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The Supervised Consumption Services Review Committee listened to more than 19,000 Albertans’ concerns about the impacts supervised consumption services (SCS) sites are having on their homes, businesses and neighbourhoods.
The final report contains the committee’s findings regarding needle debris, social disorder, public safety and other concerns. The committee found serious problems with supervised consumption services as they are currently being operated, and provided thoughtful considerations for improving services and community safety, while building a comprehensive recovery-oriented system of care that offers the greatest chance to lift vulnerable Albertans with addiction out of their current plight.
“This report is a wake-up call for Alberta. Every one of us deserves to feel safe in our communities, and every Albertan struggling with addiction should be able to access the supports they need. We will consider this report, and all other relevant evidence, as we develop a comprehensive, long-term approach that works. That means improving addiction treatment services and supports to create a full continuum of care across the province.”
“Crime grows in areas where illegal drug use is on the rise. Our government supports a firm justice system that includes investigating, disrupting and dismantling the organized crime groups that supply and sell illegal drugs that fuel addiction, ruin people’s lives and take a terrible toll on our communities. We’ll continue to ensure law enforcement and the justice system have the tools and resources to protect community safety.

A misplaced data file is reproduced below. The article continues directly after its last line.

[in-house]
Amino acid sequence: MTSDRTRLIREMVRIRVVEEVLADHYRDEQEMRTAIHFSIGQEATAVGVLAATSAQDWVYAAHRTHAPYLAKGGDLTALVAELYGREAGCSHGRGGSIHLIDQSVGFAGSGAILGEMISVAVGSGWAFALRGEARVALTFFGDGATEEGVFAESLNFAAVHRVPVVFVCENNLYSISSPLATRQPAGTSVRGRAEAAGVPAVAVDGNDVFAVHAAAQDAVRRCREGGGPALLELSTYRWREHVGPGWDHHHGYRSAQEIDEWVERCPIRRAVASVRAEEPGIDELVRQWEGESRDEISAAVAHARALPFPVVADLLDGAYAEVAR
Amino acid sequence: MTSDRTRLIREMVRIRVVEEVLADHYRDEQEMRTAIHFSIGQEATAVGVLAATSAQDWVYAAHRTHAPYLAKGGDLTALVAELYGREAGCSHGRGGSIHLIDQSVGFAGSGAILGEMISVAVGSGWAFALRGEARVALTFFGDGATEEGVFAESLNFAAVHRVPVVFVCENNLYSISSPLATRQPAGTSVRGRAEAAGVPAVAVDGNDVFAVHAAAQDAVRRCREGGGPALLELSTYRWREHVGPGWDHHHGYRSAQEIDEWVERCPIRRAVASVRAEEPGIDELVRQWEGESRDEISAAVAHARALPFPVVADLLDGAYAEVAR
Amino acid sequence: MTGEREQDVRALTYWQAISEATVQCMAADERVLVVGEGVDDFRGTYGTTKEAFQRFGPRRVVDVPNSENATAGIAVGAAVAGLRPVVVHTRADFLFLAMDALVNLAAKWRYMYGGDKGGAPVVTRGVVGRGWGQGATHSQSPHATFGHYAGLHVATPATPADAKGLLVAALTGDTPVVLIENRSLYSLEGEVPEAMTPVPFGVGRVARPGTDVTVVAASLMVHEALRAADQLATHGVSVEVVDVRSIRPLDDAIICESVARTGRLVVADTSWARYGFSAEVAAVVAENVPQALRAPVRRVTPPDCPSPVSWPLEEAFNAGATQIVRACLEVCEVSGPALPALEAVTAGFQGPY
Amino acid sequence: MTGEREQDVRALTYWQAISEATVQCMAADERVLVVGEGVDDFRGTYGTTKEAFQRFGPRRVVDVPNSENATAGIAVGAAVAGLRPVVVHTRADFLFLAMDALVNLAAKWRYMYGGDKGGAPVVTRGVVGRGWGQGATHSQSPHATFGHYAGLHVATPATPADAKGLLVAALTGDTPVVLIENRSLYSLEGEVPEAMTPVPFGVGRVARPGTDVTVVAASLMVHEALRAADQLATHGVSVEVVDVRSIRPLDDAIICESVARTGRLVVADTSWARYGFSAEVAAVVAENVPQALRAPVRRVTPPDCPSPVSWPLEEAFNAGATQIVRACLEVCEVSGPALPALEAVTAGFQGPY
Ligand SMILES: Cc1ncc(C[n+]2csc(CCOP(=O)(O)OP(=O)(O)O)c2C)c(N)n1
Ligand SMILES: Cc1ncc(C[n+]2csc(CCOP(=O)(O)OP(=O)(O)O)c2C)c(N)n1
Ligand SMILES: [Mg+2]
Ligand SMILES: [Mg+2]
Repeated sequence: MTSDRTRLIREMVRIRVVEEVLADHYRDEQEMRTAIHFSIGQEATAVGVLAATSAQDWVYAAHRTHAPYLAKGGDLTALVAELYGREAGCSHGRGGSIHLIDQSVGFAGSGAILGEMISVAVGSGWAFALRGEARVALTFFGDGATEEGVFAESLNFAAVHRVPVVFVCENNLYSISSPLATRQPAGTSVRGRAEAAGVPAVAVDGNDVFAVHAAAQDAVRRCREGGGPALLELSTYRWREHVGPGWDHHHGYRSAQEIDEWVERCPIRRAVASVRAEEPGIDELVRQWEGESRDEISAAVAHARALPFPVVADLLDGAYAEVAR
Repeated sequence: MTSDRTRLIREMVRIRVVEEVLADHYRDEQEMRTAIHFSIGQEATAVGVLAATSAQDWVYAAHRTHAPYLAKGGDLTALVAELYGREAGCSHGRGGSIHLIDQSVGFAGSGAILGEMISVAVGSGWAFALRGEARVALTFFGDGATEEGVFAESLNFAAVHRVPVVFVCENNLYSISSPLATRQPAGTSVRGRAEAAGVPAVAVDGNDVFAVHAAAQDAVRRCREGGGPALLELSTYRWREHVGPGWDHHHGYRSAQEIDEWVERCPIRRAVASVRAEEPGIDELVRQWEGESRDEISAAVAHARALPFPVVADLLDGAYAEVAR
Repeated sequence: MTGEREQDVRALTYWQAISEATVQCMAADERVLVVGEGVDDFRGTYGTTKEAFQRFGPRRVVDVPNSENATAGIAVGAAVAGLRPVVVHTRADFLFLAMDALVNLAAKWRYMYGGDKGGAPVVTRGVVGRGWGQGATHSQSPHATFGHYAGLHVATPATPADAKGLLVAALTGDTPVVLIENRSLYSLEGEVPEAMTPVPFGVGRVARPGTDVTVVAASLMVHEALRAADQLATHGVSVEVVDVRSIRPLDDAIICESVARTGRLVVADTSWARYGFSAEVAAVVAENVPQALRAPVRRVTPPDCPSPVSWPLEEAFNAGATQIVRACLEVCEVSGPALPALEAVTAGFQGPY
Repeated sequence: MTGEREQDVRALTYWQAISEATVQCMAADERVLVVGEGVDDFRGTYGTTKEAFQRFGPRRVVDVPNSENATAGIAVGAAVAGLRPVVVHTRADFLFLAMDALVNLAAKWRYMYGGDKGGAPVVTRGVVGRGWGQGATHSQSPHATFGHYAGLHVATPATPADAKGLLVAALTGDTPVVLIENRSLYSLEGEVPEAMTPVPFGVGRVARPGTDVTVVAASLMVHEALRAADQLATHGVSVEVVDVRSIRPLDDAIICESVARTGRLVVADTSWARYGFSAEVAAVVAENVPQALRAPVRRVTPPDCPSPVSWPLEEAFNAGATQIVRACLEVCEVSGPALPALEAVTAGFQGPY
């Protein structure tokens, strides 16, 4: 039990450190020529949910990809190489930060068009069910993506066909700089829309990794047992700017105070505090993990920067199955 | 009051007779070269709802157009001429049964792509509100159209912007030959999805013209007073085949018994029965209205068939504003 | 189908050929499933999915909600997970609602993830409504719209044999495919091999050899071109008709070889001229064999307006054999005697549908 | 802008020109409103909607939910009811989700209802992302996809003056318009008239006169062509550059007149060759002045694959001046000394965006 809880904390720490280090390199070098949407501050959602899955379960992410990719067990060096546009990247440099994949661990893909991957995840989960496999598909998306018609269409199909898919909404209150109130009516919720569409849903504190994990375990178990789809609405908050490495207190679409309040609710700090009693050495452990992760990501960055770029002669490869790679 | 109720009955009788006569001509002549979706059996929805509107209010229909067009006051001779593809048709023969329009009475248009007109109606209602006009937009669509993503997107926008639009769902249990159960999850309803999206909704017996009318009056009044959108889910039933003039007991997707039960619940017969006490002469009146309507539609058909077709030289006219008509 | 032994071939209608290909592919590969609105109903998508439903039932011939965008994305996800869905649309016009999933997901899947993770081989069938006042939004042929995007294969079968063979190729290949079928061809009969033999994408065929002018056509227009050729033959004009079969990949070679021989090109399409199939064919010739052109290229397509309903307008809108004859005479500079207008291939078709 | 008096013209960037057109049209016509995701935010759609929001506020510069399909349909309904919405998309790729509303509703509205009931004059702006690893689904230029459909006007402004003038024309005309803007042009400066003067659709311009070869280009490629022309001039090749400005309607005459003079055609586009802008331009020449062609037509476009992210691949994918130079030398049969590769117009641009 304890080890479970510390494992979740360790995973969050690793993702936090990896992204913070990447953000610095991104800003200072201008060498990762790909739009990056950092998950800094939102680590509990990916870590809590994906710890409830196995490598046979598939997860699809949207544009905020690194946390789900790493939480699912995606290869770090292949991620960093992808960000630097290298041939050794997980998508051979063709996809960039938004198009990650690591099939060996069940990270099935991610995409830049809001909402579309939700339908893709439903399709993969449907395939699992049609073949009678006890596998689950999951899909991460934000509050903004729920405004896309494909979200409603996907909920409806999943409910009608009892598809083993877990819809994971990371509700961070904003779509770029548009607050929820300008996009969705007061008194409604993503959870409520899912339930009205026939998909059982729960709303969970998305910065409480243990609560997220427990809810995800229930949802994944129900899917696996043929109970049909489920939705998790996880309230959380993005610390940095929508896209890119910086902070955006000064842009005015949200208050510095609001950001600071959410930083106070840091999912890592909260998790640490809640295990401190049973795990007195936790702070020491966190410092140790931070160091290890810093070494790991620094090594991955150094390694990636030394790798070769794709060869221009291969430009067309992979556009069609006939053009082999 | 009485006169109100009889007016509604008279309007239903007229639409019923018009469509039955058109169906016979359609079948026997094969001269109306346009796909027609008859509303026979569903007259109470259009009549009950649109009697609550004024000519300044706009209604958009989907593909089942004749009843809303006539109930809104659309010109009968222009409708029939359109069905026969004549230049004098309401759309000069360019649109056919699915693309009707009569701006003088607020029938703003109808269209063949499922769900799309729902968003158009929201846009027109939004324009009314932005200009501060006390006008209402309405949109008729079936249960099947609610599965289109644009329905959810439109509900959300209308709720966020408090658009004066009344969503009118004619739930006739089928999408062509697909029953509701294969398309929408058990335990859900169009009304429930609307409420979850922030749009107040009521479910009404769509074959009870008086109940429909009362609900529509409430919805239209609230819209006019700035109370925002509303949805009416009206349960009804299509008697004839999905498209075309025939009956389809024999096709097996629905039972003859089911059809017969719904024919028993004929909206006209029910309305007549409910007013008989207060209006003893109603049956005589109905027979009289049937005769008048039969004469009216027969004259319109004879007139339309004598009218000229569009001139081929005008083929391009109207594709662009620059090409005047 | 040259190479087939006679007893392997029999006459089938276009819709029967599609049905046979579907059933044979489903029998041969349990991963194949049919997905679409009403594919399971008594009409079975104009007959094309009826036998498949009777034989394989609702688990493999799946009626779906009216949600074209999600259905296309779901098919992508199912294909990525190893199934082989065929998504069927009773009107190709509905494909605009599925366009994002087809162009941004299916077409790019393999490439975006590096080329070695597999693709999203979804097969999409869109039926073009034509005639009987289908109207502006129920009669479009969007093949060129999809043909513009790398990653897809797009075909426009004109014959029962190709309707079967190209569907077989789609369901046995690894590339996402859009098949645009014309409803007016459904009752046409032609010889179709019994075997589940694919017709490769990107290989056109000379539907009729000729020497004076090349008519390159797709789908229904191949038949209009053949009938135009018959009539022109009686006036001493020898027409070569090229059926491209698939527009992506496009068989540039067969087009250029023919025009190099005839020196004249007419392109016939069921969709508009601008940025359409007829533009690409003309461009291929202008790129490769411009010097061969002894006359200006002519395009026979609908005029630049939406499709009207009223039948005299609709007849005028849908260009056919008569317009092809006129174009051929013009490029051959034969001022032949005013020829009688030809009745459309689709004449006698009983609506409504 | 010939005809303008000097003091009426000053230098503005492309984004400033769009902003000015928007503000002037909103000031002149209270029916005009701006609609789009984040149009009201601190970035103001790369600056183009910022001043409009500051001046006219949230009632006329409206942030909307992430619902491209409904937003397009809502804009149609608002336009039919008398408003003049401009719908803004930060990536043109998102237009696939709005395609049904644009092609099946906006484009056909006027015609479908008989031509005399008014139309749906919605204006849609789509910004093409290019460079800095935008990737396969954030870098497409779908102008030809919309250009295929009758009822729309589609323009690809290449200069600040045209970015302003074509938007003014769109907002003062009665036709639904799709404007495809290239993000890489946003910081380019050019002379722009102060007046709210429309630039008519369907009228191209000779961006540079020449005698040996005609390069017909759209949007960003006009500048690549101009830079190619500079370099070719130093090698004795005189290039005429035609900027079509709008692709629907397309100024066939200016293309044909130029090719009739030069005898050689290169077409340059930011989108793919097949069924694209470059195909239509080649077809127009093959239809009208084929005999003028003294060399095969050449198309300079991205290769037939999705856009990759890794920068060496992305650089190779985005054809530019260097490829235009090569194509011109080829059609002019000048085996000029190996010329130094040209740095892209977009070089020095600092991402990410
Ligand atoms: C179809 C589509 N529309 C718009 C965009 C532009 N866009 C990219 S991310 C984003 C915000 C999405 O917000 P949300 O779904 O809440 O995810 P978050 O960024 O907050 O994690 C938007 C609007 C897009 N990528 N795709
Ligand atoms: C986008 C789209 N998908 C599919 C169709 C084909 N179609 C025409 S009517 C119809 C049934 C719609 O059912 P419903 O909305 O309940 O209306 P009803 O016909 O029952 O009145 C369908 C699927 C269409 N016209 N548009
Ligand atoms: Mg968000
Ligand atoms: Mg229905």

“Thank you to all Albertans who participated in this process. Our committee was given a mandate to hear from people across the province on all sides of this important issue. The findings in this report demonstrate the compassion many Albertans feel for their neighbours and their commitment to creating safe, welcoming communities for everyone.”
“Our committee heard from thousands of passionate Albertans, and reviewed a wide range of data and evidence sources to examine what impact these services are having on the communities around them. The findings may be difficult for some to hear, but are vital to improving the health and well-being of those who use the sites and those who live in surrounding neighbourhoods.”
Key findings from the report include:
- Increased needle debris and deteriorating public safety around the sites were significant concerns raised during the town halls, through the surveys and in stakeholder meetings.
- While there were no deaths recorded among people at the SCS sites, death rates in the immediate vicinity of the sites after the sites opened continued to increase along with province-wide rates of opioid deaths.
- Opioid-related calls for emergency medical services also increased in the immediate vicinity following the opening of the sites.
- Many people indicated they felt less safe in the areas surrounding the SCS sites after they opened.
- Lack of focus on referrals to detoxification and treatment resources.
- Inconsistent and often inaccurate classification of “overdose reversals.”
- Substantial increases in the use of non-opioid substance use, specifically methamphetamines, leading to aggressive behaviour endangering public safety.
Over the coming months, the government will consider changes to supervised consumption services and other addiction treatment and recovery resources, on a city-by-city basis.
- The eight-member committee included First Nations people, experts in addiction and recovery, harm reduction, mental health, trauma, pain management, law enforcement, crime reduction and justice, as well as people with lived experience.
- 16,831 individuals and 440 businesses submitted feedback to the committee through an online survey.
- About 1,800 people attended the town halls in Edmonton, Red Deer, Calgary, Lethbridge, Medicine Hat and Grande Prairie.
- More than 500 first responders and more than 50 stakeholder groups provided evidence and shared concerns with the committee.